Traveling State Spotlight: Pennsylvania

The following is a video transcript.

So you’re coming to the Keystone State. Welcome to the Commonwealth of Pennsylvania. There are some things that you have to understand and know about our gun laws before you come here, so you avoid becoming an accidental criminal.


Pennsylvania has reciprocity with a lot of different states. What we mean by “reciprocity” is that your License to Carry, or LTC (whatever it may be called in your state) is recognized as if you had our Pennsylvania License to Carry with its obligations, its duties, its rights, and its privileges.

The first step that I would suggest that you do is call U.S. LawShield. Say, “Hey, I’m a member of this state. I need to know whether or not Pennsylvania recognizes my state’s license.”

Open Carry

Pennsylvania is an open carry state. We have been an open carry state for a long time, with the exception of one place: Philadelphia. There is a law in Pennsylvania that pertains to Cities of the First Class—defined as having populations over one million people. Our only city that has over one million people is Philadelphia.

Handguns in Vehicles

You cannot have a modern handgun—meaning a pistol—loaded inside your car unless you have reciprocity (in which case it is perfectly fine).

There are several different exceptions:

  1. If you’re going to or from a gun store, or FFL;
  2. If you’re going to or from a residence;
  3. If you’re going to or from a place of business; or
  4. If you’re going to or from a firing range.

Those are the big exceptions because, in order to have a firearm inside an automobile in the Commonwealth of Pennsylvania, you need to have a weapons carry permit from a state Pennsylvania has reciprocity with.

“No Gun” Signs

A big question that we get is in regard to “No Gun” signs. They have absolutely no force of law in the Commonwealth of Pennsylvania. What it does do is provide you with limited notice that the owner—or the rentee—does not like firearms. You should consider whether or not you want to do business in a place like that. The simple act of entering those premises where you see a “No Gun” sign does not make you a trespasser, invalidate your license to carry a firearm, or make your Pennsylvania-recognized license illegal.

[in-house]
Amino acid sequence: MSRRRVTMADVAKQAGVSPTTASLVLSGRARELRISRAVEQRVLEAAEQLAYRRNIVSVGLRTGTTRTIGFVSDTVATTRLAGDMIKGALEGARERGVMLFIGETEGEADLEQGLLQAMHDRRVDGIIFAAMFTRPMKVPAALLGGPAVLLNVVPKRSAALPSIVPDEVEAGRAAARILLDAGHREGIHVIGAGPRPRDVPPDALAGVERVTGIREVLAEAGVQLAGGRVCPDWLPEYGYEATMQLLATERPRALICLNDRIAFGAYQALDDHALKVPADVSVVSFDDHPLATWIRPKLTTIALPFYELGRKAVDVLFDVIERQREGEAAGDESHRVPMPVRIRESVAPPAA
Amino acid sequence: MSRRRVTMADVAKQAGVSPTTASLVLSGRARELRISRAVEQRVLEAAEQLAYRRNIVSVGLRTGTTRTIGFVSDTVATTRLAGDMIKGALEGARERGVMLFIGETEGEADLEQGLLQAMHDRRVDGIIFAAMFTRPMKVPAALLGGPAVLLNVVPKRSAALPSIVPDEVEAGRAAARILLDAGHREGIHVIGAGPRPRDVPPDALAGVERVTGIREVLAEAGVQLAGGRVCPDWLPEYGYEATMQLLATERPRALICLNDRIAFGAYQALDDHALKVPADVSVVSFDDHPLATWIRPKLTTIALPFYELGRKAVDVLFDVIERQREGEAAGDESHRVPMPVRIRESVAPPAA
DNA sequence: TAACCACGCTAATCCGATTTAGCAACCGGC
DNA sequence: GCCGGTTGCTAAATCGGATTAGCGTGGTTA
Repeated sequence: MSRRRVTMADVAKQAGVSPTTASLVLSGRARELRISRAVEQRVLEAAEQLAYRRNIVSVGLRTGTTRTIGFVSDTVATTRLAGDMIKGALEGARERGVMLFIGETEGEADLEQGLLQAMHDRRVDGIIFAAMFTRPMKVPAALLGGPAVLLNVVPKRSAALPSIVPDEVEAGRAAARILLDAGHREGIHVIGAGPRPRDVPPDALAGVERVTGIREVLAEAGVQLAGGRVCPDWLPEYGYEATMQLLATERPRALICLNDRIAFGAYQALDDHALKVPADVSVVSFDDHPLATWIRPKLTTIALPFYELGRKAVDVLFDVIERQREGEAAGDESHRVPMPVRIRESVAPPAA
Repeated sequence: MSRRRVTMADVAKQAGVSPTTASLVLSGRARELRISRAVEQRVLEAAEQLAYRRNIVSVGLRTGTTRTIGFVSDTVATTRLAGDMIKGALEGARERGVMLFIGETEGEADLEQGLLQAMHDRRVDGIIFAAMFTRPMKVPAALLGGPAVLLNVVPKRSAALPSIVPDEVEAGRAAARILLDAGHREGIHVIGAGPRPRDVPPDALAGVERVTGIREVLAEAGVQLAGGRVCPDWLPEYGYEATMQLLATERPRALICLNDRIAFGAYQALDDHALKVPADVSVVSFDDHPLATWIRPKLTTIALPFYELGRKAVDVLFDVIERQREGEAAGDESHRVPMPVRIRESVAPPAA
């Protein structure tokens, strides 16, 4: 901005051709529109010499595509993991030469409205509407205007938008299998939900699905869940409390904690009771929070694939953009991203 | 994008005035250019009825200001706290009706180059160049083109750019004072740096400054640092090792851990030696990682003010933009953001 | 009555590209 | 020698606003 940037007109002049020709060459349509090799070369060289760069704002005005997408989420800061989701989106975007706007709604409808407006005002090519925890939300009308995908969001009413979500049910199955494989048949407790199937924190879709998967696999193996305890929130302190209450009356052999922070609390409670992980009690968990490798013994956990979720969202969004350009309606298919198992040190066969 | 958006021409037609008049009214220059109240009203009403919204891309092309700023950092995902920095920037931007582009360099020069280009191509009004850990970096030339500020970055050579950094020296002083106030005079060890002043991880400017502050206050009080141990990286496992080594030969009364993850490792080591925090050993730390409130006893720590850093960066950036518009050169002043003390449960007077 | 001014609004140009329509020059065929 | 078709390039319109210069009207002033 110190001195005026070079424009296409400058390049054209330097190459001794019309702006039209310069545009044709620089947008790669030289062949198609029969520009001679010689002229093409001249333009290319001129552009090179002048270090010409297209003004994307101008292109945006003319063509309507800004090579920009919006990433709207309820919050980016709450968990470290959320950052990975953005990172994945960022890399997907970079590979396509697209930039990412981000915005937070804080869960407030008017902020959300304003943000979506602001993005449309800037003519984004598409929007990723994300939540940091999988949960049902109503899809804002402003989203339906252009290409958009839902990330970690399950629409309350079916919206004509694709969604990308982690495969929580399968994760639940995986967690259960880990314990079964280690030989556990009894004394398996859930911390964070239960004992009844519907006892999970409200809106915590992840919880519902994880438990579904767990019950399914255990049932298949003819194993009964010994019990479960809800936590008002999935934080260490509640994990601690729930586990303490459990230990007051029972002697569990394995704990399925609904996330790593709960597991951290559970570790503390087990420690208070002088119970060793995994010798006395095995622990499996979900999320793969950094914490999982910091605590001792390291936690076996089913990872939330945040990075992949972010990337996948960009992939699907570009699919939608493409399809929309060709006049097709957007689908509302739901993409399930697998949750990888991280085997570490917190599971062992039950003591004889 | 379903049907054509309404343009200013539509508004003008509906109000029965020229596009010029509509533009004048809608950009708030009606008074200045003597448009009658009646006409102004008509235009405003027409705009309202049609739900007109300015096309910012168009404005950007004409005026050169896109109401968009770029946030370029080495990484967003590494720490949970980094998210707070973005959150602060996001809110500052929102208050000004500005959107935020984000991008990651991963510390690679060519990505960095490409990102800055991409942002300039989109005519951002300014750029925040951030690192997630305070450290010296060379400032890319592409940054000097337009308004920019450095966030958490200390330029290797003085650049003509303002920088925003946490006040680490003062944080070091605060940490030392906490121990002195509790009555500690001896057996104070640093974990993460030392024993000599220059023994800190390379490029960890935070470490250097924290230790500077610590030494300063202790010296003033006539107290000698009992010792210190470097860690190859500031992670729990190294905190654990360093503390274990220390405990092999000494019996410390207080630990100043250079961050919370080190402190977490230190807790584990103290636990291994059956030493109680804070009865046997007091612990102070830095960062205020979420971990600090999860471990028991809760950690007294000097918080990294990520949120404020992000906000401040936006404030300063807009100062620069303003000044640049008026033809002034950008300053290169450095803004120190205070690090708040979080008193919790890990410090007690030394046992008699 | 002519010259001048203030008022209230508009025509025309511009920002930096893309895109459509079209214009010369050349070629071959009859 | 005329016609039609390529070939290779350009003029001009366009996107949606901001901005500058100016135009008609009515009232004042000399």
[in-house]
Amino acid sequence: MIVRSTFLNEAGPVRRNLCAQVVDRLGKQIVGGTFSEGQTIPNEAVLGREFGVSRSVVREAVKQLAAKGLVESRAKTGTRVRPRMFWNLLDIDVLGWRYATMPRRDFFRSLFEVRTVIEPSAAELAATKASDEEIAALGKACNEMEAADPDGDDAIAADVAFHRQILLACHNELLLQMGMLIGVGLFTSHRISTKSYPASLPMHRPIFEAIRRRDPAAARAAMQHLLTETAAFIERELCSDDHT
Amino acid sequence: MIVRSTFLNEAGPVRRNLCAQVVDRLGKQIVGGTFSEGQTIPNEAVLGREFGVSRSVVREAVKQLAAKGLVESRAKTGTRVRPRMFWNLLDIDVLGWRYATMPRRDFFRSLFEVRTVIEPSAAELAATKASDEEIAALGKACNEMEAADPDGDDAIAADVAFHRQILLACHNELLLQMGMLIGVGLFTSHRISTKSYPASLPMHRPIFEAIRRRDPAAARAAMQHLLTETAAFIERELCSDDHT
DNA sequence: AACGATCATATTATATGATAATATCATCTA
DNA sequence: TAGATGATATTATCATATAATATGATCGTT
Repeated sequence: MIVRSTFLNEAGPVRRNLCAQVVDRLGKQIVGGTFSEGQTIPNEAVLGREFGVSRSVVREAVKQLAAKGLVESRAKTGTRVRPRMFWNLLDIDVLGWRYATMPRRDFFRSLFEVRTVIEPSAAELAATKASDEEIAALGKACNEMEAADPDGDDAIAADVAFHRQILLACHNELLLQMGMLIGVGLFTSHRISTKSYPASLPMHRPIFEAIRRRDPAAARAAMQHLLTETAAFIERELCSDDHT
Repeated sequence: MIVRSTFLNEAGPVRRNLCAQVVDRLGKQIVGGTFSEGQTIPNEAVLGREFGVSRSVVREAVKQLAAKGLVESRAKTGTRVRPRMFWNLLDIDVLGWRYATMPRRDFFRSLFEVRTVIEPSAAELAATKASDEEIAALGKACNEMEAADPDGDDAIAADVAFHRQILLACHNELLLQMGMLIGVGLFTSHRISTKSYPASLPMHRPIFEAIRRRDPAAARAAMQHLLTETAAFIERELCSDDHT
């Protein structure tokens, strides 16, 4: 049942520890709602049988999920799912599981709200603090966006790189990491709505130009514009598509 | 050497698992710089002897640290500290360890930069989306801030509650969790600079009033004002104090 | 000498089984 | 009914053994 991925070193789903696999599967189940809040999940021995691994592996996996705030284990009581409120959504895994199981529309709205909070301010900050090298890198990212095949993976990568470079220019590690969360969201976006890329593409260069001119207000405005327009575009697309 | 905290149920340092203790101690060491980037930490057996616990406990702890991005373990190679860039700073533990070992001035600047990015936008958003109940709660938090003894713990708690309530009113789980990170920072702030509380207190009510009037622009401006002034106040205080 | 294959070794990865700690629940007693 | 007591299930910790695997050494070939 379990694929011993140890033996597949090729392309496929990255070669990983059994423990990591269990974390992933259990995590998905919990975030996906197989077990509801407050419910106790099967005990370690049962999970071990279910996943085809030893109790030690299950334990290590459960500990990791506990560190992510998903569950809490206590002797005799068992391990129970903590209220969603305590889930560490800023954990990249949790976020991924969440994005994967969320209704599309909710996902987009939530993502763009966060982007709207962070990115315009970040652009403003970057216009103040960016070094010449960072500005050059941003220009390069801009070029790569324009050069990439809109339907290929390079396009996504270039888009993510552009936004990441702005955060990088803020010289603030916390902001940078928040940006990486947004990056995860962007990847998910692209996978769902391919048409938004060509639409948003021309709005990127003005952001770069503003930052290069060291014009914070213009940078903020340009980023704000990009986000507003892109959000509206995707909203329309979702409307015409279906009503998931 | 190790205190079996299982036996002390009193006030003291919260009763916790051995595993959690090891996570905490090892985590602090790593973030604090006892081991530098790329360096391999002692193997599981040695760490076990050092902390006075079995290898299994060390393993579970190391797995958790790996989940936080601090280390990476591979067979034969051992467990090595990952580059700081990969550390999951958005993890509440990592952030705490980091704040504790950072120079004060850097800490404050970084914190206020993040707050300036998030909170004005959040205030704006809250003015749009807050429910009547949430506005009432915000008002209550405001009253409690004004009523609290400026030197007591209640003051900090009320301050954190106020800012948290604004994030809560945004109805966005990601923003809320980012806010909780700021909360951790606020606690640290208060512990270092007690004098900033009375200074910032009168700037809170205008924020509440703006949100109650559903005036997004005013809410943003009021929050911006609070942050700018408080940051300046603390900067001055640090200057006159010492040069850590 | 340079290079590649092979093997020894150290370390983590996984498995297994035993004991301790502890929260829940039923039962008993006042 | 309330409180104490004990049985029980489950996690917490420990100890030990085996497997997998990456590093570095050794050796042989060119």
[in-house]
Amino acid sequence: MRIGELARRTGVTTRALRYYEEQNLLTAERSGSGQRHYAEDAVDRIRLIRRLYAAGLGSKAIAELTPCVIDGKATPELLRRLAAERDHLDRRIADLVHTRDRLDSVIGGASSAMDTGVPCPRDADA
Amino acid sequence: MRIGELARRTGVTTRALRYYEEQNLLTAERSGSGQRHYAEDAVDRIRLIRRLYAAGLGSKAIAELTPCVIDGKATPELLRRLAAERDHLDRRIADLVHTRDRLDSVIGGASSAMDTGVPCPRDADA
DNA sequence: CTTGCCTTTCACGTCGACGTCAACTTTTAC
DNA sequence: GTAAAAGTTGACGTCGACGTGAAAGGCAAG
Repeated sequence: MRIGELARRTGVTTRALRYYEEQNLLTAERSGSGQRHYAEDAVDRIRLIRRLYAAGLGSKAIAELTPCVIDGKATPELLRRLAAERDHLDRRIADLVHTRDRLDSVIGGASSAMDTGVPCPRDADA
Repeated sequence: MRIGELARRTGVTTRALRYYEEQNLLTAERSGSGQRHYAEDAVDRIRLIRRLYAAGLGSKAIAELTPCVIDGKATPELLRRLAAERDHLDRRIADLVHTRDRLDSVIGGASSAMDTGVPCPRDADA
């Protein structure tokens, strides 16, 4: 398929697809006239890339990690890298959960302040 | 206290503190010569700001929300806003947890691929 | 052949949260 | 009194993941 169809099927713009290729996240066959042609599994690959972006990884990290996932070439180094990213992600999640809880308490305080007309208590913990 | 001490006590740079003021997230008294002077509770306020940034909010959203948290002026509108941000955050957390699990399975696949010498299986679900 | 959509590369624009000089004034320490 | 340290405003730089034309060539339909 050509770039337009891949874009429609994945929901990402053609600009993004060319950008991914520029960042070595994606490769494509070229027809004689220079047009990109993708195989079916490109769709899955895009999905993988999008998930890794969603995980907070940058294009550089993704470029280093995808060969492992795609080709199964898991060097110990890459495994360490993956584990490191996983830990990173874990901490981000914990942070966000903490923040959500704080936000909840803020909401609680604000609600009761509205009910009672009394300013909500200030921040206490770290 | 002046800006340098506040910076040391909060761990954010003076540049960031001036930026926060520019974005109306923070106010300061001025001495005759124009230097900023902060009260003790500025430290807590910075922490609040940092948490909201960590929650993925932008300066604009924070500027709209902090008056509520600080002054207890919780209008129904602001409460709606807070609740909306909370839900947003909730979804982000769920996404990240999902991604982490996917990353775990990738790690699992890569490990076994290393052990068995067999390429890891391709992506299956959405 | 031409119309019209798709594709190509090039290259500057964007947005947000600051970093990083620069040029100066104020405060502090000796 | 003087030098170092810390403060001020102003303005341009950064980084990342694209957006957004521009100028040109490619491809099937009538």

They can ask you to leave for any—or no— reason whatsoever; in which case, you have to comply or you will face the consequences that go with that, regardless of whether or not you have a firearm.

Prohibited Locations

  • Federal Property: There are traditional federal locations, such as post offices and federal buildings. In federal parks, any building may be included—potentially even outhouses.
  • Private and Public Schools (K-12): We highly advise against carrying near K-12 private or public schools. The law is a little unsettled, but we do not want you—a visitor from out-of-state—to be the test case.
  • Courthouses: Every courthouse that seeks to disarm you has to have a secure lock box.
  • Mental Health Facilities: In locked mental health wards, you are prohibited from carrying your firearm.

Firearms and Alcohol

You can drink while you have your firearm on you. Although we do not recommend this, you can even become intoxicated with your firearm on you.

These are some quick guidelines for you to consider before you come to the Commonwealth of Pennsylvania. Please note I am only licensed in Pennsylvania, so this only applies to Pennsylvania. If you have any other questions about traveling around the Commonwealth of Pennsylvania, call U.S. LawShield and ask to speak to an Independent Program Attorney for Pennsylvania.

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